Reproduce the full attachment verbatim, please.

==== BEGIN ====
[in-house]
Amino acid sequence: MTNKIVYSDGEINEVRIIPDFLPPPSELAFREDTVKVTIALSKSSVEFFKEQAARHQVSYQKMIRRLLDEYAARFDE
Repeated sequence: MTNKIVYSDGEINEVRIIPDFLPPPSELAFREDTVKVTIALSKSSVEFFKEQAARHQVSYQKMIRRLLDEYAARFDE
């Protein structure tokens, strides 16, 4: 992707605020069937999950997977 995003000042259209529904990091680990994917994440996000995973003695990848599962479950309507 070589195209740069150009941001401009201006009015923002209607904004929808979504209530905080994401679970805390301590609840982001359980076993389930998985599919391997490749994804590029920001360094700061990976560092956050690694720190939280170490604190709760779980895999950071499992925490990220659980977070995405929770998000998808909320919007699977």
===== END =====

[in-house]
Amino acid sequence: MTNKIVYSDGEINEVRIIPDFLPPPSELAFREDTVKVTIALSKSSVEFFKEQAARHQVSYQKMIRRLLDEYAARFDE
Repeated sequence: MTNKIVYSDGEINEVRIIPDFLPPPSELAFREDTVKVTIALSKSSVEFFKEQAARHQVSYQKMIRRLLDEYAARFDE
């Protein structure tokens, strides 16, 4: 992707605020069937999950997977 995003000042259209529904990091680990994917994440996000995973003695990848599962479950309507 070589195209740069150009941001401009201006009015923002209607904004929808979504209530905080994401679970805390301590609840982001359980076993389930998985599919391997490749994804590029920001360094700061990976560092956050690694720190939280170490604190709760779980895999950071499992925490990220659980977070995405929770998000998808909320919007699977």